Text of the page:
In 2009, the Cohen brothers released a film that went somewhat under the radar within the cinematographic world.
A modern retelling of the biblical story of Job, A Serious Man follows the vertiginous collapse of Larry Gopnik through a life in which, if anything can go wrong, it will.
At the heart of the narrative is the question: how do you make sense of a world that seems, to all intents and purpose, meaningless.
Twice during the course of the film, Larry speaks to rabbis in a bid to have this question answered but both times the answers are unsatisfactory: the first tells him that his problems are the result of religious neglect and that he needs to find a new perspective on life, the second suggests that “These questions that are bothering you, Larry – maybe they’re like a toothache. We feel them for a while, then they go away…”
There is, though, a final rabbi – the rabbi Marshak – who Larry tries to meet throughout the film. In the end, it is his son Danny, freshly bar mitzvahed, who gets an audience with Marshak.
Returning a Walkman banned earlier in the film, Marshak finally offers an “answer” to the question that has been troubling Larry.
“When the truth is found… to be lies (He pauses, clearing his throat.) And all the hope… within you dies… (Another beat. Danny waits. Marshak stares. He smacks his lips.)… Then what?”
The search for meaning
The message of A Serious Man, then, although it may seem entirely unsatisfying, tells us something intrinsic about our need to find meaning in the world.
Humans are fundamentally meaning-making creatures: we are on the lookout for meaning throughout our lives.
In some cases, that search passes beneath the radar but, at times when there is more at stake, the issues are given heightened status.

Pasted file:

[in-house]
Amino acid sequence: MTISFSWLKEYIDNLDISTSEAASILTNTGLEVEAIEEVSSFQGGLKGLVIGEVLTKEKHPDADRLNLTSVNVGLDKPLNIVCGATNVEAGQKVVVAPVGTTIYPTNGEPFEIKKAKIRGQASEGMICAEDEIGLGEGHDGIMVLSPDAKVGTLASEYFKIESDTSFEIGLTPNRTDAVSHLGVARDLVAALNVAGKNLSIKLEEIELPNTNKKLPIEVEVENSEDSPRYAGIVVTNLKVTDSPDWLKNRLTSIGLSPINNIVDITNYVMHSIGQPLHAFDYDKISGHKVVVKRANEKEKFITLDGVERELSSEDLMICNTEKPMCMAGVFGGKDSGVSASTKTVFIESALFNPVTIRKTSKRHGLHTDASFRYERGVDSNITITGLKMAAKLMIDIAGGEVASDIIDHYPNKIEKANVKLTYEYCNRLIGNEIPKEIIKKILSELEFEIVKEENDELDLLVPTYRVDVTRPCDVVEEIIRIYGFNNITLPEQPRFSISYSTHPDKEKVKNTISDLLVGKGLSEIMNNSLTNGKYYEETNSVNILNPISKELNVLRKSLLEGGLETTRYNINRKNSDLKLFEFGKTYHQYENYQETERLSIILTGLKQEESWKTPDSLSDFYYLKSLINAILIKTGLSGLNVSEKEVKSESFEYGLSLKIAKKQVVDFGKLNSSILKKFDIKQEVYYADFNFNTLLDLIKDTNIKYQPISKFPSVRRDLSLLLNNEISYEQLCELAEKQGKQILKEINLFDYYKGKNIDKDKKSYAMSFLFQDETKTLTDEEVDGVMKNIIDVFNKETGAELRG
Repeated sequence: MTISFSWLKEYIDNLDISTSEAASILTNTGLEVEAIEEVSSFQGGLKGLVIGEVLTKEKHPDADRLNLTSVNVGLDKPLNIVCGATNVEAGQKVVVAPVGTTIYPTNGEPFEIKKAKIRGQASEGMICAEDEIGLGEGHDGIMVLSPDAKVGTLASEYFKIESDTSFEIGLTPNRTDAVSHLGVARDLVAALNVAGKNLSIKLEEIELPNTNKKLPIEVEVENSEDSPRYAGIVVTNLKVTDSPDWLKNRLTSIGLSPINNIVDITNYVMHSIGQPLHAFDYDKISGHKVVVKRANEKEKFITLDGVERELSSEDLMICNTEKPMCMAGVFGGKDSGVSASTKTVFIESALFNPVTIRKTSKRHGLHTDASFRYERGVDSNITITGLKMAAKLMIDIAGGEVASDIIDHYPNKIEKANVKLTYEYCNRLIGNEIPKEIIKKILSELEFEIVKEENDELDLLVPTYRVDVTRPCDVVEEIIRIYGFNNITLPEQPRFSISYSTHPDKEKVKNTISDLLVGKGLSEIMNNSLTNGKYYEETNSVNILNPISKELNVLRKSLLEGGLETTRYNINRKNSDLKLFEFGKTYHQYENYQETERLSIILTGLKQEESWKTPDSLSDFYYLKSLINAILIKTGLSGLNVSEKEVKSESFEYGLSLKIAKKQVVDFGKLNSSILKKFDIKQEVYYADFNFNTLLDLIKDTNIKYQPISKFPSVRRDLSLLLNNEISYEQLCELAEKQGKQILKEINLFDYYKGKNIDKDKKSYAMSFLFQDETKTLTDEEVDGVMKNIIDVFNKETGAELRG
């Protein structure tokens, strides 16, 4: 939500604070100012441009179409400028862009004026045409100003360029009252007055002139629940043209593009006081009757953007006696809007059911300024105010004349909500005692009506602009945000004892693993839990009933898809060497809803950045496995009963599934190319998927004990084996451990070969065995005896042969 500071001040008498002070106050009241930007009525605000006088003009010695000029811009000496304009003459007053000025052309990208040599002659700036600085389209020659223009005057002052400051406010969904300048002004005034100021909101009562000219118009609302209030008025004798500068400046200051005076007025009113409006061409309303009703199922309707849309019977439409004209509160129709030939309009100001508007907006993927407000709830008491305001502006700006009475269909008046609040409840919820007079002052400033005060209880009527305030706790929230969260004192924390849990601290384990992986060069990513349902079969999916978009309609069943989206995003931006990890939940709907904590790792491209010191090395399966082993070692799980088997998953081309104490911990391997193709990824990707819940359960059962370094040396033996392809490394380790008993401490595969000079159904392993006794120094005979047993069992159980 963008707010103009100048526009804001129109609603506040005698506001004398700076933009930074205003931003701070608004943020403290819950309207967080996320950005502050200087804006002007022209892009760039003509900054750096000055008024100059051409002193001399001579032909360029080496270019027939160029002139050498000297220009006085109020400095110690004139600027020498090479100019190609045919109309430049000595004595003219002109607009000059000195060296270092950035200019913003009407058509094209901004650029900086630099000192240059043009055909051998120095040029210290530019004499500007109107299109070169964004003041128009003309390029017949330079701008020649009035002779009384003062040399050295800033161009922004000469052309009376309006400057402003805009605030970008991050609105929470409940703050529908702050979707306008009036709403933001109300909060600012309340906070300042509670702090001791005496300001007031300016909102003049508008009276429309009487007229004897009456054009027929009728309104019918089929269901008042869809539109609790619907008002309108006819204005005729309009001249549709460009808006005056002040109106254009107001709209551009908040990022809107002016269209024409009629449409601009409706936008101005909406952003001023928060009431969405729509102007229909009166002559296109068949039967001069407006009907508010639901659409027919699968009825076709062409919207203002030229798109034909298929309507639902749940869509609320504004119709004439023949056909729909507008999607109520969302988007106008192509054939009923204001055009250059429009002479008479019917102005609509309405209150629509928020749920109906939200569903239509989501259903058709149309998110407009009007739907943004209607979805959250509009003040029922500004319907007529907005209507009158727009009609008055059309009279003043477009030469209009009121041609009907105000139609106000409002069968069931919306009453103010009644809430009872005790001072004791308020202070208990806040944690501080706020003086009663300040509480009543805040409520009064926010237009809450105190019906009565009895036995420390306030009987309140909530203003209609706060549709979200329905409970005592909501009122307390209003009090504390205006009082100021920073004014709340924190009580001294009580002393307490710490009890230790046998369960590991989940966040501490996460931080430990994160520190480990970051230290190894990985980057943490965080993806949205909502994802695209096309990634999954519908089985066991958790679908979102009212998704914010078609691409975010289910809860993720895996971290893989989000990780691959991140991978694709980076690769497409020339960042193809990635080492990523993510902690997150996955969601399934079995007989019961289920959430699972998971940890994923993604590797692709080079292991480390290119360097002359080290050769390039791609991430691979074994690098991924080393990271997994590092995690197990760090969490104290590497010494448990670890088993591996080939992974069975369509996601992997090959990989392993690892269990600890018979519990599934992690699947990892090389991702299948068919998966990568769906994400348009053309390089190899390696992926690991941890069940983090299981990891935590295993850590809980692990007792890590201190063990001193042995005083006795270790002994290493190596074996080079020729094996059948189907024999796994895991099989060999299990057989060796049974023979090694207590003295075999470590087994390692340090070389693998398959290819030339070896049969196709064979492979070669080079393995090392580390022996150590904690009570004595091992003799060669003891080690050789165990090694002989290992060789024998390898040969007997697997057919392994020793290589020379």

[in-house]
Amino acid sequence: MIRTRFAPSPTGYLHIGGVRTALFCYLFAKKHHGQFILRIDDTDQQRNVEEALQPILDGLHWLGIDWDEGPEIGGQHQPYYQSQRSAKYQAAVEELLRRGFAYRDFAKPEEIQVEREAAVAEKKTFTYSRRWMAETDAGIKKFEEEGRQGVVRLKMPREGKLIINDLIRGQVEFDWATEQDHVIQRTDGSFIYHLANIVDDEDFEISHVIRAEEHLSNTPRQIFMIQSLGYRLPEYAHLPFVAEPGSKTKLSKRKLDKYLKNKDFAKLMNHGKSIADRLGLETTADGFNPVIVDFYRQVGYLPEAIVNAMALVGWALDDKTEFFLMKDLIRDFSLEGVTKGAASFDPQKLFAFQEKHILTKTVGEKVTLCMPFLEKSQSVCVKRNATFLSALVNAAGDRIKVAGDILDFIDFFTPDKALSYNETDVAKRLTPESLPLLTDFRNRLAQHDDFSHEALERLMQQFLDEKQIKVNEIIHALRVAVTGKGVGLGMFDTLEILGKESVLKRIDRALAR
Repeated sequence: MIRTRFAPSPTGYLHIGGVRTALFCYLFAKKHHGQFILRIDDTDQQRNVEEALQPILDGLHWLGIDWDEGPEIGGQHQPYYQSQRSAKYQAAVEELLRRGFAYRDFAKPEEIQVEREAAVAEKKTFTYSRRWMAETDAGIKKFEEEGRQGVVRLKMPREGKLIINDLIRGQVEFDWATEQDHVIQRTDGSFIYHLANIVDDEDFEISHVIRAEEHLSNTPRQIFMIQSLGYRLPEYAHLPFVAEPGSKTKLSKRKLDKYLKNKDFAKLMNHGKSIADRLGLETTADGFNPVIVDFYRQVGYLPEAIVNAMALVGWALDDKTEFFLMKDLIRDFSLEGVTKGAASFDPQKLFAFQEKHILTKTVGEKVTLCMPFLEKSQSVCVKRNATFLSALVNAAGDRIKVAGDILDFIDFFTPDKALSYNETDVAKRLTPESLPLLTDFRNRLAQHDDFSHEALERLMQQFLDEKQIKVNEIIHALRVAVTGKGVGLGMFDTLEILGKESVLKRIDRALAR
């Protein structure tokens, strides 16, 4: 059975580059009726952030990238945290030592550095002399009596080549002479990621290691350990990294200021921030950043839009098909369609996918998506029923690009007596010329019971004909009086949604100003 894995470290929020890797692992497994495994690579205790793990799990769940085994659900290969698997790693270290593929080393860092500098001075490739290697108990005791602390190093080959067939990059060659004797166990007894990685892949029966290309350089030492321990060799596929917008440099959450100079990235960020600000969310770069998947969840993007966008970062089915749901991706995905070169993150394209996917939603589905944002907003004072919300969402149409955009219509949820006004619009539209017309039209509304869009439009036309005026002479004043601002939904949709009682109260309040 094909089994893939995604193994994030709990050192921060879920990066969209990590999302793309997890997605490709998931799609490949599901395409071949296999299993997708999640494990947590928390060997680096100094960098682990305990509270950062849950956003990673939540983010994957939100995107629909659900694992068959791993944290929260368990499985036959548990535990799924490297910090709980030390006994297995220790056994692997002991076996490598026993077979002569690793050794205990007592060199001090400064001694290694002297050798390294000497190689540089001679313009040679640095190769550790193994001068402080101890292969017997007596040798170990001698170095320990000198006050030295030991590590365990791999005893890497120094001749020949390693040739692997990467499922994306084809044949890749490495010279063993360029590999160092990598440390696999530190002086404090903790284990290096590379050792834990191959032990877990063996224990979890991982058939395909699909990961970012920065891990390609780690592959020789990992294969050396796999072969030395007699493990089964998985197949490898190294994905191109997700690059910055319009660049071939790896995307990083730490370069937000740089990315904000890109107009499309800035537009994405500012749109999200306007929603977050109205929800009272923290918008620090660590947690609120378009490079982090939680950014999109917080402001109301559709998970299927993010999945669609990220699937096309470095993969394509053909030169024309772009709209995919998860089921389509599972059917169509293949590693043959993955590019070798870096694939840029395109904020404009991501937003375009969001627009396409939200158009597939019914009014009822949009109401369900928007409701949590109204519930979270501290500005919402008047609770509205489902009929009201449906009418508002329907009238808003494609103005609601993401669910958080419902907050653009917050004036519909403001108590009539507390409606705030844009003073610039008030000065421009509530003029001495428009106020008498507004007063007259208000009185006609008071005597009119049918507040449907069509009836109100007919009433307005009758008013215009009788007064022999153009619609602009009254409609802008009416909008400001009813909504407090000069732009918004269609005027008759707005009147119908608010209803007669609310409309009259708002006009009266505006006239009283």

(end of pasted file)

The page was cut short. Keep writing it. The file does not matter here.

The most interesting cases, though, are the scenarios in which those systems of meanings which underpin our respective journeys’ through life are torn from underneath our feet.
In the words of Rabbi Marshak: “Then what?” There is no explanation offered. There is simply a question.
What is the meaning of football?
As far as meaning-making mechanisms go, football is one of the most compelling in the modern world.
Of course, it stands to reasons that, although some people make football into a matter of life or death (or, after Shankly, ‘much more serious than that’), the reality is that the meaning that football offers us functions in a far more subtle way.
For some of us, it presents us a calendar that allows us – quasi-liturgically – a form of cyclicality around which we can arrange our lives: the season starts in August, we have a buildup of fixtures at Christmas, the League Cup final happens in February, the FA Cup final and the Champions League final happen in May along with the end of the season, if we’re lucky we get a World Cup in the summer…
This meaning is not simply self-imposed, though. Some of it is fed to us by various outside parties: the media, the sponsors, the clubs themselves.
And one of these implicit ideas regards the Champions League and that is this: the Champions League, we are told, is the pinnacle of domestic competition.
“When the truth is found to be lies”
On the evidence of the competition this season, it would be difficult to argue against this notion.